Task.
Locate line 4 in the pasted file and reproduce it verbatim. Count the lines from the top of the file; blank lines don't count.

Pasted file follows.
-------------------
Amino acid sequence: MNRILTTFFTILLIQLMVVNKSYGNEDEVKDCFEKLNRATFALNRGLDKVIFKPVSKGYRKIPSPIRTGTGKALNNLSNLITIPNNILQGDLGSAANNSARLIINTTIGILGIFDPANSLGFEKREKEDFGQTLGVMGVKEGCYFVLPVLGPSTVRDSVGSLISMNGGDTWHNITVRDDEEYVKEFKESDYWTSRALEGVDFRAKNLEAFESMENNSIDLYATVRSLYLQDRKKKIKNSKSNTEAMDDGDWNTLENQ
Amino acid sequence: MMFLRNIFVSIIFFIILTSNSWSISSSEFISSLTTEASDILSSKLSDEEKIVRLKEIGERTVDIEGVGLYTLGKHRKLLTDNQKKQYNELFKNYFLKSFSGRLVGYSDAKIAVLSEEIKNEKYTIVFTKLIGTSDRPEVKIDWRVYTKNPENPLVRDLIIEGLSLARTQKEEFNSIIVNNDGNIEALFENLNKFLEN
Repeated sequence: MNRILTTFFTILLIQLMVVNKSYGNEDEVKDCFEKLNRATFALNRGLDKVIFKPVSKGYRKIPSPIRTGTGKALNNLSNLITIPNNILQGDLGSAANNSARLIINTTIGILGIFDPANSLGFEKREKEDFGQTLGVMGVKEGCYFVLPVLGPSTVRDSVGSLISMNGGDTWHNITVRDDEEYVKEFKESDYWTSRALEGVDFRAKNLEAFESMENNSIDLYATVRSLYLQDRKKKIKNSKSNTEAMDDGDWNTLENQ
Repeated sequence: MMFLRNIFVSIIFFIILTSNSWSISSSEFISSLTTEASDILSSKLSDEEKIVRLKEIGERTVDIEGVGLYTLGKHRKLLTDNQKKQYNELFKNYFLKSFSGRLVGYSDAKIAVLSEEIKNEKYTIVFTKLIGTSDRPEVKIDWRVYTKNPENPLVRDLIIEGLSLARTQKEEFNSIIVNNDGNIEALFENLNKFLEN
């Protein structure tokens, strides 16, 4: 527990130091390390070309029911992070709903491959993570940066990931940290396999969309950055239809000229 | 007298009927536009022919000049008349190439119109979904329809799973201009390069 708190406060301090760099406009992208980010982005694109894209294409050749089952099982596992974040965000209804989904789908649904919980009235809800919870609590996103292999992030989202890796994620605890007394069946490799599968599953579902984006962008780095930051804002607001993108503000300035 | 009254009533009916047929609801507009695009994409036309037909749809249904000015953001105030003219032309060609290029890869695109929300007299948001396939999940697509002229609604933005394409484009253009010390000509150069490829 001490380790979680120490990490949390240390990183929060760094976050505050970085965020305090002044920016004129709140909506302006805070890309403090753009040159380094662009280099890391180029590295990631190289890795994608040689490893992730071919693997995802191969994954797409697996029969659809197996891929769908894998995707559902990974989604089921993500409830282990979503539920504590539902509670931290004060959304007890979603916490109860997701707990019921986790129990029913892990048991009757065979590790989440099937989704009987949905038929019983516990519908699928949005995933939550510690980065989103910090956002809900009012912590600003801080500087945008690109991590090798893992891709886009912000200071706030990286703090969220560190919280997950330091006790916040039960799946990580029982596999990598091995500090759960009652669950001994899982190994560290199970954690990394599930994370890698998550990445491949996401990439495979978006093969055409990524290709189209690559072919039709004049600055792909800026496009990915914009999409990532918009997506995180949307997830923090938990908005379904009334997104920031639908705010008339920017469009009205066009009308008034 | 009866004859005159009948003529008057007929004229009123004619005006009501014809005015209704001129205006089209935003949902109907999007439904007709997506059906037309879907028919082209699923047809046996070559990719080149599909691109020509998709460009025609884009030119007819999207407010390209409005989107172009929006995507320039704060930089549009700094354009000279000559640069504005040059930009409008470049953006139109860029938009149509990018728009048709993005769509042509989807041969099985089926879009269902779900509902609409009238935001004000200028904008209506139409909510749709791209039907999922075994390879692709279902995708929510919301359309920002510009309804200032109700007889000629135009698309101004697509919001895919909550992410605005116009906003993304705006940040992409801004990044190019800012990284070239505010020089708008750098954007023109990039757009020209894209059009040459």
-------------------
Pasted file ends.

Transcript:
Repeated sequence: MMFLRNIFVSIIFFIILTSNSWSISSSEFISSLTTEASDILSSKLSDEEKIVRLKEIGERTVDIEGVGLYTLGKHRKLLTDNQKKQYNELFKNYFLKSFSGRLVGYSDAKIAVLSEEIKNEKYTIVFTKLIGTSDRPEVKIDWRVYTKNPENPLVRDLIIEGLSLARTQKEEFNSIIVNNDGNIEALFENLNKFLEN